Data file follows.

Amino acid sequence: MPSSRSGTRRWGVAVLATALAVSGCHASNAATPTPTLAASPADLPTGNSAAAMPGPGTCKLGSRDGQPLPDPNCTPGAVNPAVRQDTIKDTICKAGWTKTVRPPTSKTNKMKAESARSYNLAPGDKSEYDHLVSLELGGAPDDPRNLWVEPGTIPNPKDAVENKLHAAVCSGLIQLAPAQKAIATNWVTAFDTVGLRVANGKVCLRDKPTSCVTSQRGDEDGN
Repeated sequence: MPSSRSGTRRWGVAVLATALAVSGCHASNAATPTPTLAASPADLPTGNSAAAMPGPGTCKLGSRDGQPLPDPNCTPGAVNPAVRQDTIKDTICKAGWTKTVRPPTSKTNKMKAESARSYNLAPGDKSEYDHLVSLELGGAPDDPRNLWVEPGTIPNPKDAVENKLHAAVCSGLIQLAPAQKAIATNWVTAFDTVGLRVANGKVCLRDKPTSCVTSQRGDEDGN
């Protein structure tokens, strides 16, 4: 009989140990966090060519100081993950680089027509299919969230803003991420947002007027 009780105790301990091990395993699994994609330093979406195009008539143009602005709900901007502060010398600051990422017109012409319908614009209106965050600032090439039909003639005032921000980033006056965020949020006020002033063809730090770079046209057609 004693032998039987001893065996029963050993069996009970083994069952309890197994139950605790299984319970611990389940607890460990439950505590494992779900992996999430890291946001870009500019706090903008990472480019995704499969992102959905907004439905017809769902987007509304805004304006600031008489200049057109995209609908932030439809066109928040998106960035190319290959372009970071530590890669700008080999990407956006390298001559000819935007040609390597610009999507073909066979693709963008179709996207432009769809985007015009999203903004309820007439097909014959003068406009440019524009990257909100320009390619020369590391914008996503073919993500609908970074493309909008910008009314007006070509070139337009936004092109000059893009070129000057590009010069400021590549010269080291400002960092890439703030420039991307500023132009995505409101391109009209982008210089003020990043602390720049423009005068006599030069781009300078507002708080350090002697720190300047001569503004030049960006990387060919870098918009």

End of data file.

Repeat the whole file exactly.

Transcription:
Amino acid sequence: MPSSRSGTRRWGVAVLATALAVSGCHASNAATPTPTLAASPADLPTGNSAAAMPGPGTCKLGSRDGQPLPDPNCTPGAVNPAVRQDTIKDTICKAGWTKTVRPPTSKTNKMKAESARSYNLAPGDKSEYDHLVSLELGGAPDDPRNLWVEPGTIPNPKDAVENKLHAAVCSGLIQLAPAQKAIATNWVTAFDTVGLRVANGKVCLRDKPTSCVTSQRGDEDGN
Repeated sequence: MPSSRSGTRRWGVAVLATALAVSGCHASNAATPTPTLAASPADLPTGNSAAAMPGPGTCKLGSRDGQPLPDPNCTPGAVNPAVRQDTIKDTICKAGWTKTVRPPTSKTNKMKAESARSYNLAPGDKSEYDHLVSLELGGAPDDPRNLWVEPGTIPNPKDAVENKLHAAVCSGLIQLAPAQKAIATNWVTAFDTVGLRVANGKVCLRDKPTSCVTSQRGDEDGN
């Protein structure tokens, strides 16, 4: 009989140990966090060519100081993950680089027509299919969230803003991420947002007027 009780105790301990091990395993699994994609330093979406195009008539143009602005709900901007502060010398600051990422017109012409319908614009209106965050600032090439039909003639005032921000980033006056965020949020006020002033063809730090770079046209057609 004693032998039987001893065996029963050993069996009970083994069952309890197994139950605790299984319970611990389940607890460990439950505590494992779900992996999430890291946001870009500019706090903008990472480019995704499969992102959905907004439905017809769902987007509304805004304006600031008489200049057109995209609908932030439809066109928040998106960035190319290959372009970071530590890669700008080999990407956006390298001559000819935007040609390597610009999507073909066979693709963008179709996207432009769809985007015009999203903004309820007439097909014959003068406009440019524009990257909100320009390619020369590391914008996503073919993500609908970074493309909008910008009314007006070509070139337009936004092109000059893009070129000057590009010069400021590549010269080291400002960092890439703030420039991307500023132009995505409101391109009209982008210089003020990043602390720049423009005068006599030069781009300078507002708080350090002697720190300047001569503004030049960006990387060919870098918009």